Verbs and Conjugations
Verbs in Spanish are trickier than in English. In both languages, verbs are conjugated. This means the verb changes depending on who is doing the action. However, while English has two forms of the verb (see, sees), Spanish tends to have five or more. “I see,” for instance, is yo veo, “you see” is tú ves, and “he sees” is él ve. The verb changes according to who does the action that is indicated by the personal pronoun: yo (I), tú (you, singular, familiar), usted (you, formal), él (he), ella (she), nosotros (we, masculine), nosotras (we, feminine), vosotros (you, plural/masculine; Spain), vosotras (you, plural/feminine; Spain), ustedes (you, plural informal and formal in Latin America; formal in Spain), ellos (they, masculine), ellas (they, feminine).
When do I use
Both tú and usted mean “you.” Tú is used in Spain and Latin America to address friends, acquaintances, relatives (usually younger), or children. Usted is used to address someone you want to show a degree of respect to, such as an official, a boss, someone older than you, or someone you don't know well.
Confused? Don't be! In this phrasebook we mainly used the formal forms — usted (you singular) and ustedes (you plural) — which is what you will use to address your patients.
Here are some verbs you will use in the present tense. The infinitive form ends in either –ar, –er, or –ir. To conjugate it, take the ending out and add the endings below.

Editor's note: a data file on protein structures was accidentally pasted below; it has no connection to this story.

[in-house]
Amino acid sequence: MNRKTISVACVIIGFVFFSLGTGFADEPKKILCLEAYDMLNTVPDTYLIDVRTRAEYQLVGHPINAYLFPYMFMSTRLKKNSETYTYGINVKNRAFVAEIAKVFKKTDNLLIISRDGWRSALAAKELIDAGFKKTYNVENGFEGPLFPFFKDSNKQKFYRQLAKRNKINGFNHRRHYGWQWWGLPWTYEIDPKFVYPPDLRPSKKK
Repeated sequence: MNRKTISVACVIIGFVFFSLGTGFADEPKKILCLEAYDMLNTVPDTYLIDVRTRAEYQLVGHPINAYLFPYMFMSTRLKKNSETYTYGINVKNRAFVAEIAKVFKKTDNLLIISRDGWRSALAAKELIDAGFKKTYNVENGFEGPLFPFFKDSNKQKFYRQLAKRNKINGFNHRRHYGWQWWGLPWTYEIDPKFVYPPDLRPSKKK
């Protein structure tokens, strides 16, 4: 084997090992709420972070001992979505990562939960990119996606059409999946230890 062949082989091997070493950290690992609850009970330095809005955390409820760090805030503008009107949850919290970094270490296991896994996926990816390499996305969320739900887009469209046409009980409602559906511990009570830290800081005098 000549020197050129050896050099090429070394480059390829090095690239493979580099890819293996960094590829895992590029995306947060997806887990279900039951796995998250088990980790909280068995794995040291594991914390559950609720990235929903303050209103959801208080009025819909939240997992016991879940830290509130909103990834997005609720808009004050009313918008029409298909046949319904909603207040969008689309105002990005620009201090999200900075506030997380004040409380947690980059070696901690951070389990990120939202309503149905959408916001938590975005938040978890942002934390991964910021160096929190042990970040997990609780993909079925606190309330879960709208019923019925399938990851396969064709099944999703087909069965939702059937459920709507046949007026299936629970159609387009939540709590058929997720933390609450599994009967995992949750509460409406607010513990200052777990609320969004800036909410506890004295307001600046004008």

REG ULAR VERBS
These regular verbs follow a pattern. However, some verbs are irregular and follow no pattern. You will just have to memorize the forms you use the most.
In Spanish there are two ways to say “to be,” ser and estar. The general rule is that ser is used with to talk about general, permanent, or physical characteristics, whereas estar is used to describe temporary or changeable characteristics. For example, Soy mexi-cano means “I am Mexican” (a permanent state), whereas Estoy enfermo means “I am sick” (temporary state).
Every tense — present, past, or future — has its own set of endings. You will see some of them as you read the phrases in this book.
Unlike in English, in Spanish you don't always have to include the subject in a sentence. In other words, you don't always have to say who does the action: “I operate,” for instance, can be yo opero or simply opero. Because the verb is conjugated and has the ending –o, we know it is yo, I, who operates.